From the Electric Tribe to the Digital Polis: Exploding the ‘Doctrine of Logos’ Online
This paper addresses the tumultuous interpersonal clashes characterizing contemporary online assertions of identity by applying core themes in the work of Marshall McLuhan. In particular, I develop the argument that, while the global awareness attributed by McLuhan to the electric age is still a predominant feature of the present cultural environment, the psychic and social qualities of discarnate immersion, robotic adjustability, self-performativity, and corporate managerialism attributed by McLuhan to the “global village” and/or “global theatre” of radio and television have now become obsolesced by the newly evolving psychic and perceptual ground engendered by digital technology. Drawing on the McLuhanian dialectic of figure/ground and of environment/anti-environment, I argue that the multifarious “culture wars” raging on social media spaces like Twitter and YouTube (and, in many cases, having their origin from more culturally isolated spaces such as Tumblr and 4chan) can be understood as embodying the traumatic psychic clash between (1) the enhanced collective awareness of the TV “global theatre” as omnipresent figure and (2) the bourgeoning collective intuition – at different levels of consciousness – of the new digital ground, as it unleashes cognitive and social pressures in the process of obliterating the familiar attitudes inherent to the “global theatre.”
As an environment structured by symbolic languages dynamically inscribed into computer memory, the digital world, I argue, should not be understood under the moniker of “secondary orality” characteristic of the discarnate “electric tribalism” that McLuhan probed so eloquently. Instead, due to the digital in-formation and re-location of globally distributed electric energy, the cultural and psychic environment constituted by digital media is more profitably understood as “secondary literacy” – a mode of human subjectivity that can be gleaned in an incipient fashion by re-tracing McLuhan’s work back to his own grounding in the classical ‘doctrine of the Logos,’ which served, not only as the topic of McLuhan’s dissertation, but also as the method of perception – explicated by McLuhan as “formal cause” – guiding his collected body of insights. Emphasizing McLuhan’s own remediation of the “primary literacy” of Ancient Greek and Medieval manuscript culture – a posture navigating between the extremes of tribal orality and print visuality – provides a significant lens, I argue, to understand the newly emerging online communities and figures, who, probing beyond the collectivist managerialism and identitarian role-playing characterizing left-wing and right-wing online groups, are retrieving a new humanist foundationalism either explicitly or implicitly based on the localized yet universal resonance of Logos.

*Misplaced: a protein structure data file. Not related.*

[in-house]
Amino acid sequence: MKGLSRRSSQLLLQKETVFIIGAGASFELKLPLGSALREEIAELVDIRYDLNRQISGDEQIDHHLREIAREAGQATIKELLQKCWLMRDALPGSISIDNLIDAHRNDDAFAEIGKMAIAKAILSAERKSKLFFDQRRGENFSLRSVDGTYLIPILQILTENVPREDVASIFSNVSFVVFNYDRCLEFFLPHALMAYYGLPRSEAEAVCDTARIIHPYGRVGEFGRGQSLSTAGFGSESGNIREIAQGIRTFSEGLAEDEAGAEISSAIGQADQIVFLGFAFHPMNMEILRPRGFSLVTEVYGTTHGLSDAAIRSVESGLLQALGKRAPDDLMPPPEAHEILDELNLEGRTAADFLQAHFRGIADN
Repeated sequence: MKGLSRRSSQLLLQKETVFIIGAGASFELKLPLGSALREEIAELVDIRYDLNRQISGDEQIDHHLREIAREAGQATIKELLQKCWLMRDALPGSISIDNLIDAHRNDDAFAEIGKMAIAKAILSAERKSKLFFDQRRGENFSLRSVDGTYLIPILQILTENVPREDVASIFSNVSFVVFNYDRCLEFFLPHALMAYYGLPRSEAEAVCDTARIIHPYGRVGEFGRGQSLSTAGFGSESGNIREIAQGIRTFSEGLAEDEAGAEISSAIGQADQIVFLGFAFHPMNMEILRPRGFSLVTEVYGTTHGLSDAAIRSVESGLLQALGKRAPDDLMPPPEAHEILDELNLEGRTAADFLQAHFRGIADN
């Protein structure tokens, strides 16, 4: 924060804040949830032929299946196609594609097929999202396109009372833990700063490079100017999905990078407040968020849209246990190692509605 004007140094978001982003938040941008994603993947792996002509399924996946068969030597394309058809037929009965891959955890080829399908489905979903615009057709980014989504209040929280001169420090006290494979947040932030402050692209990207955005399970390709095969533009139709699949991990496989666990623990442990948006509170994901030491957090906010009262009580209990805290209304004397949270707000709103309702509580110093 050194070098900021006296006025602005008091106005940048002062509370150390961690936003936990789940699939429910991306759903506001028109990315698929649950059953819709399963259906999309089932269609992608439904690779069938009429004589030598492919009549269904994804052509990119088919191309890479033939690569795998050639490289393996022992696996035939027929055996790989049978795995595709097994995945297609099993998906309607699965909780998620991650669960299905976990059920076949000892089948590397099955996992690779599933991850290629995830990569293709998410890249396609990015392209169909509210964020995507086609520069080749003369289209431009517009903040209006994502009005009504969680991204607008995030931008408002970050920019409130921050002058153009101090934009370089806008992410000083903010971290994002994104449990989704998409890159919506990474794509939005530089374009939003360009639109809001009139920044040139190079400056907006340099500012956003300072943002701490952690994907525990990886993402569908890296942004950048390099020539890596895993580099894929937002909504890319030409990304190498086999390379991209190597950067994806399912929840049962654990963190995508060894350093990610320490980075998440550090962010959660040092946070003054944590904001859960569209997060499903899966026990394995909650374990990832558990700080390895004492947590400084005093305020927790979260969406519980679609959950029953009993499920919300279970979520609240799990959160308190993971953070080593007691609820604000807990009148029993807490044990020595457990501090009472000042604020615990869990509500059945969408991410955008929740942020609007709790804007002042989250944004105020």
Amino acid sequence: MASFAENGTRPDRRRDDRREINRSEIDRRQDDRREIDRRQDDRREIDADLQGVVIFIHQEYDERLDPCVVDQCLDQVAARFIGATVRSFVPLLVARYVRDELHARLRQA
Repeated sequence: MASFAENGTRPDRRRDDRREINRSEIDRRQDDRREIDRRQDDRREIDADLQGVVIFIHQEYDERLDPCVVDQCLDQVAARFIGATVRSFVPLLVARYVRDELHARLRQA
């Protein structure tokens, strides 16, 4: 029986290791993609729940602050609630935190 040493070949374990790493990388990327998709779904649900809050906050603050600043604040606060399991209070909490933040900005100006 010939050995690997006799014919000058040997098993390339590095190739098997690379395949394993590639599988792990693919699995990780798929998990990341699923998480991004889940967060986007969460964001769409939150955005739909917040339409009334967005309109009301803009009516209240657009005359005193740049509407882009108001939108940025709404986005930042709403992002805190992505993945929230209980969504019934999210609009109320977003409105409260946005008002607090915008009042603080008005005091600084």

From a regulatory standpoint, this retrieved individual passion for existential meaning evidenced, not only by the intellectual “centrists” converging in groups such as the “intellectual dark web” and “rebel wisdom,” but also, in a more convoluted fashion, by racial and sexual identitarians spells disaster for attempts by public and private elites to harness the platform economy, and its algorithmically enhanced tools of market research and subliminal suggestion, as the means of managing public affect under the obsolesced program of global theatre consumerism. If, in McLuhan’s view, the electric, and particularly television, age fostered perceptions of global integration through discarnate immersion in, and managerial manipulation of, the “collective unconscious” of myth, the recovery of formal cause, and the high-definition search for origins, in the digital age retrieves the intellectual pursuit and affective hope of theology. Caught in the tumultuous pressure between obsolescent myths and retrieved theologies, the online discourses indicative of the contemporary culture wars – if they are to be fostered peacefully – must not be squashed, but appreciated as the collective working-out by emergent communities of thought (or what I call digital poleis) of this wide scale transition, as new patterns of decentralization and recentralization assert themselves.